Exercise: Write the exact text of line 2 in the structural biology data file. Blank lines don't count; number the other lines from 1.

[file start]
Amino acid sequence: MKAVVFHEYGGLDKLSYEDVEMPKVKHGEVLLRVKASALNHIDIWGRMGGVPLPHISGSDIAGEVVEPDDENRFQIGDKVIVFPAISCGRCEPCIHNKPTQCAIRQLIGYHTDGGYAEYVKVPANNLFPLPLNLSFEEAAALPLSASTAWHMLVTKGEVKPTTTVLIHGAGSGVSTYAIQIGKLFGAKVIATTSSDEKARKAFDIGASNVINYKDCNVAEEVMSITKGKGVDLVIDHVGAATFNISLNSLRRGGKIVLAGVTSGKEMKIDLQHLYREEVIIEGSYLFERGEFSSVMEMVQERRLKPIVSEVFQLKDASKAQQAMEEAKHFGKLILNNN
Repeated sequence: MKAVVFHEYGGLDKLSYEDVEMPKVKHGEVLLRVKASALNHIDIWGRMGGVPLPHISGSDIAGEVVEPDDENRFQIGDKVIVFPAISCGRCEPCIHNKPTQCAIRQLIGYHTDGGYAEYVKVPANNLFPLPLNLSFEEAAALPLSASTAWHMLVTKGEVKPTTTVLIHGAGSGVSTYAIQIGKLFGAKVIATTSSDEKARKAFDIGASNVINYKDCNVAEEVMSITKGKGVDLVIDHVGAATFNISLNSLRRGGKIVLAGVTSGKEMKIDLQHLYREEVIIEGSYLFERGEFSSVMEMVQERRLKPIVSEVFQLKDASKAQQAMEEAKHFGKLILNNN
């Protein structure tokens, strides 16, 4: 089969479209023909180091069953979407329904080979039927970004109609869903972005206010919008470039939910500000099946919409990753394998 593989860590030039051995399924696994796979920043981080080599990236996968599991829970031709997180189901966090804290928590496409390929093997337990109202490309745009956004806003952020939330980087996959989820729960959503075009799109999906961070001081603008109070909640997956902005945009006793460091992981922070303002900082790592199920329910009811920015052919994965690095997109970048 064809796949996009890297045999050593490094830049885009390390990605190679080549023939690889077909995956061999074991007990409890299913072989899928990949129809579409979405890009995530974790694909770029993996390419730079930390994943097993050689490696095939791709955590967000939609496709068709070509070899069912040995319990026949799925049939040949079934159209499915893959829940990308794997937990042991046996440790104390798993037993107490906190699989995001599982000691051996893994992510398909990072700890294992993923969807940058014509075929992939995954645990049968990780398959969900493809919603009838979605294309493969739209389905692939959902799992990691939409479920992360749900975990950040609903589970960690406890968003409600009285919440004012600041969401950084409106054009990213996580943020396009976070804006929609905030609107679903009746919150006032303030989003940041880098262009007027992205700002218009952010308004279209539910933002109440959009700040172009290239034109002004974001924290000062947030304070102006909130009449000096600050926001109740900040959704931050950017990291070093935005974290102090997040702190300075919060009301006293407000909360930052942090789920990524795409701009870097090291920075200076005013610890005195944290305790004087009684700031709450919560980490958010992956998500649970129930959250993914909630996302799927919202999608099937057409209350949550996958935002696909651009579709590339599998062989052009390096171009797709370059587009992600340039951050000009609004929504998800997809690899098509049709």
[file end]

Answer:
Repeated sequence: MKAVVFHEYGGLDKLSYEDVEMPKVKHGEVLLRVKASALNHIDIWGRMGGVPLPHISGSDIAGEVVEPDDENRFQIGDKVIVFPAISCGRCEPCIHNKPTQCAIRQLIGYHTDGGYAEYVKVPANNLFPLPLNLSFEEAAALPLSASTAWHMLVTKGEVKPTTTVLIHGAGSGVSTYAIQIGKLFGAKVIATTSSDEKARKAFDIGASNVINYKDCNVAEEVMSITKGKGVDLVIDHVGAATFNISLNSLRRGGKIVLAGVTSGKEMKIDLQHLYREEVIIEGSYLFERGEFSSVMEMVQERRLKPIVSEVFQLKDASKAQQAMEEAKHFGKLILNNN